Editor's Note: The following story highlights a veteran atFedEx Ground. Committed to including talented members of the military community in its workplace, FedEx Ground is a client of HirePurpose, a Task & Purpose sister company. Learn more here.
Throughout their military service, veterans gain unique skills that often do not relate to the civilian world. During his 20-plus years in the Army, Andrew Loeb grew as a soldier and built his military resume. When he was ready to enter the civilian world, he was unclear how his military experience would be received.
Luckily for Loeb, he found his way to FedEx Ground, where he is using his military background to support the company mission.
Army veterans Jerry Peavey (left) and Steven Escobar (right)
Editor's Note: The following story highlights a veteran atFifth Third Bank. Committed to including talented members of the military community in its workplace, Fifth Third Bank is a client of Hirepurpose, a Task & Purpose sister company. Learn more here.
Army veterans Steven Escobar and Jerry Peavey never imagined their years as infantrymen would lead to work in the banking industry. After serving their country, both wanted to take their civilian lives in a new direction. Upon landing at Fifth Third Bank, Escobar and Peavey found professional opportunities that have culminated in successful careers.
Lauren Andretti (Navy Veteran, Production Supervisor at GSK)
Editor's Note: The following story highlights a veteran atGSK. Committed to including talented members of the military community in its workplace, GlaxoSmithKline is a client of Hirepurpose, a Task & Purpose sister company. Learn more here.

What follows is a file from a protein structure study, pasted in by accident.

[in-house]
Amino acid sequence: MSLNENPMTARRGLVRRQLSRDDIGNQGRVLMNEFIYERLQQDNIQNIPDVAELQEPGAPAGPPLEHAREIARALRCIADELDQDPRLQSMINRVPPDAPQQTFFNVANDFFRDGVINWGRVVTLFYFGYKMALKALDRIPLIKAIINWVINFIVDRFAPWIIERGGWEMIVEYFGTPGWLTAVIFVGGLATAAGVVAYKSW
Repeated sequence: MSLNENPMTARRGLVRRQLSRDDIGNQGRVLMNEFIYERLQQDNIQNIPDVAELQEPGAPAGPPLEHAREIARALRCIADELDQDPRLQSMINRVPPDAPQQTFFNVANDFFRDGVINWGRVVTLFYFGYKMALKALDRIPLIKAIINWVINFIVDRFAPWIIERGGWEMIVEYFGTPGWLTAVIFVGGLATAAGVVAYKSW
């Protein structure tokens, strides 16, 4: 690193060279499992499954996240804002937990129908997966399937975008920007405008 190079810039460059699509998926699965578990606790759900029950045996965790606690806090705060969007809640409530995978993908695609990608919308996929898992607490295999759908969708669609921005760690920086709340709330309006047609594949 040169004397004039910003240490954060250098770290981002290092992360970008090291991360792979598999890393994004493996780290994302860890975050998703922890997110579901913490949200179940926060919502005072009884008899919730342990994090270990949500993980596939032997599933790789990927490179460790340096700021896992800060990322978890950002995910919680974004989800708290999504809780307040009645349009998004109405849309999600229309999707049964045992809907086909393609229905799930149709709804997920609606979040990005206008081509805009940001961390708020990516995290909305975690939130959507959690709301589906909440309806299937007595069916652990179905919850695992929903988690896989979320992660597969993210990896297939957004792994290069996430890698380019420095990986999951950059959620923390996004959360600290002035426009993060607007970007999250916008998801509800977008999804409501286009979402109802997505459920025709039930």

When veterans leave the military, sometimes uncertainty can hamstring success. For Lauren Andretti, fear of the unknown while transitioning to civilian life almost made her extend her active duty service in the Navy. Instead she got organized, mobilized her resources, and took a leap of faith that landed her at GlaxoSmithKline.
For Anthony Frascarelli, his work as a SONAR technician seemed to have little civilian value. Then he found a surprising connection between the detail-oriented troubleshooting skills he forged working on a submarine and the analytical mindset he would need to tackle big-data issues for Fortune 100 companies.
Some people learn to love the jobs they have; some spend years searching for the perfect one. For some, it all comes together without even trying. For Travis Johnson, a Master Sergeant in the Louisiana National Guard, it was the latter. His civilian job and his National Guard job both bring him incredible joy and fulfillment.
Military helicopter pilot Dominic Cipolla walks under the wing of an instruction plane at Coast Flight Training in San Diego, California, U.S., January 15, 2019. Picture taken January 15, 2019. (Reuters/Mike Blake)
CHICAGO (Reuters) - U.S. Army pilot Shaun Perez spent ten hours flying an Apache helicopter over Afghanistan, providing gun cover for Special Forces soldiers on the ground as they hunted for high-value targets, guns and weapons.
Returning to his base at dawn, he donned a fresh uniform before shutting himself into a small room to secure the next stage of his career — as a commercial airline pilot.
He would win the job in a video interview that day in August 2017, joining hundreds of other U.S. military helicopter pilots who have taken attractive offers from domestic airlines trying ease a global pilot shortage.